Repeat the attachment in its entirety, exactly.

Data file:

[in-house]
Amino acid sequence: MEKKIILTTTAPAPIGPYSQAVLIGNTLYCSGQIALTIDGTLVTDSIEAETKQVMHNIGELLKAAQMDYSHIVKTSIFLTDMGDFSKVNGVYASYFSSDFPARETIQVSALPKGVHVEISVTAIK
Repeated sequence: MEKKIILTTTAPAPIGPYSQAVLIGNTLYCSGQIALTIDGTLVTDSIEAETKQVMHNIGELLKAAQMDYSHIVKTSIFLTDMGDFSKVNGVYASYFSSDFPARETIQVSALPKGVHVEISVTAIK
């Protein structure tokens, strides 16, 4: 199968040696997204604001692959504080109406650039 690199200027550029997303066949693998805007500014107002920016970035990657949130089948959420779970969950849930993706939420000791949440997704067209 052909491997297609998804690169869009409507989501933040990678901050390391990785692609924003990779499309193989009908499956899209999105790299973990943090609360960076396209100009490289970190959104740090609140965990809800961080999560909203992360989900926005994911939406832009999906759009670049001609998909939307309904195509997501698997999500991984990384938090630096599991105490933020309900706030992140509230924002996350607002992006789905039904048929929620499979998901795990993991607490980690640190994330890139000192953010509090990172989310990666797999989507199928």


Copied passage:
[in-house]
Amino acid sequence: MEKKIILTTTAPAPIGPYSQAVLIGNTLYCSGQIALTIDGTLVTDSIEAETKQVMHNIGELLKAAQMDYSHIVKTSIFLTDMGDFSKVNGVYASYFSSDFPARETIQVSALPKGVHVEISVTAIK
Repeated sequence: MEKKIILTTTAPAPIGPYSQAVLIGNTLYCSGQIALTIDGTLVTDSIEAETKQVMHNIGELLKAAQMDYSHIVKTSIFLTDMGDFSKVNGVYASYFSSDFPARETIQVSALPKGVHVEISVTAIK
């Protein structure tokens, strides 16, 4: 199968040696997204604001692959504080109406650039 690199200027550029997303066949693998805007500014107002920016970035990657949130089948959420779970969950849930993706939420000791949440997704067209 052909491997297609998804690169869009409507989501933040990678901050390391990785692609924003990779499309193989009908499956899209999105790299973990943090609360960076396209100009490289970190959104740090609140965990809800961080999560909203992360989900926005994911939406832009999906759009670049001609998909939307309904195509997501698997999500991984990384938090630096599991105490933020309900706030992140509230924002996350607002992006789905039904048929929620499979998901795990993991607490980690640190994330890139000192953010509090990172989310990666797999989507199928």